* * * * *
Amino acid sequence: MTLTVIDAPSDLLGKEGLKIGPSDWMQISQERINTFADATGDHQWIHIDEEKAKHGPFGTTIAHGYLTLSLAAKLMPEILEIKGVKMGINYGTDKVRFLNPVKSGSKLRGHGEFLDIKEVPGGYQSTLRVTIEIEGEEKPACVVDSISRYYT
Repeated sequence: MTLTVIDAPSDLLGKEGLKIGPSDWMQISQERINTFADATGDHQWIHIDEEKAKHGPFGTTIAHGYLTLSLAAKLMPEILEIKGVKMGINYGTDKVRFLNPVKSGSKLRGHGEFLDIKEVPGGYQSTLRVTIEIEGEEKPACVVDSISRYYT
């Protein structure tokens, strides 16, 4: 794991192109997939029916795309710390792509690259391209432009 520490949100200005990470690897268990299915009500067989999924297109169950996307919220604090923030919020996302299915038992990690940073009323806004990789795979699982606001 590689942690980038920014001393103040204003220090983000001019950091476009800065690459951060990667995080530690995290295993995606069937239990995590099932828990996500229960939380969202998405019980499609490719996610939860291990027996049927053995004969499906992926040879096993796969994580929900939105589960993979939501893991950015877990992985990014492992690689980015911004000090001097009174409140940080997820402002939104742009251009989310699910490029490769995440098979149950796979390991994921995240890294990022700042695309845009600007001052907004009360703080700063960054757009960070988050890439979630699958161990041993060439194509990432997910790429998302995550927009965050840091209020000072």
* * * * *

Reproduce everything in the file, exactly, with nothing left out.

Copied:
Amino acid sequence: MTLTVIDAPSDLLGKEGLKIGPSDWMQISQERINTFADATGDHQWIHIDEEKAKHGPFGTTIAHGYLTLSLAAKLMPEILEIKGVKMGINYGTDKVRFLNPVKSGSKLRGHGEFLDIKEVPGGYQSTLRVTIEIEGEEKPACVVDSISRYYT
Repeated sequence: MTLTVIDAPSDLLGKEGLKIGPSDWMQISQERINTFADATGDHQWIHIDEEKAKHGPFGTTIAHGYLTLSLAAKLMPEILEIKGVKMGINYGTDKVRFLNPVKSGSKLRGHGEFLDIKEVPGGYQSTLRVTIEIEGEEKPACVVDSISRYYT
């Protein structure tokens, strides 16, 4: 794991192109997939029916795309710390792509690259391209432009 520490949100200005990470690897268990299915009500067989999924297109169950996307919220604090923030919020996302299915038992990690940073009323806004990789795979699982606001 590689942690980038920014001393103040204003220090983000001019950091476009800065690459951060990667995080530690995290295993995606069937239990995590099932828990996500229960939380969202998405019980499609490719996610939860291990027996049927053995004969499906992926040879096993796969994580929900939105589960993979939501893991950015877990992985990014492992690689980015911004000090001097009174409140940080997820402002939104742009251009989310699910490029490769995440098979149950796979390991994921995240890294990022700042695309845009600007001052907004009360703080700063960054757009960070988050890439979630699958161990041993060439194509990432997910790429998302995550927009965050840091209020000072």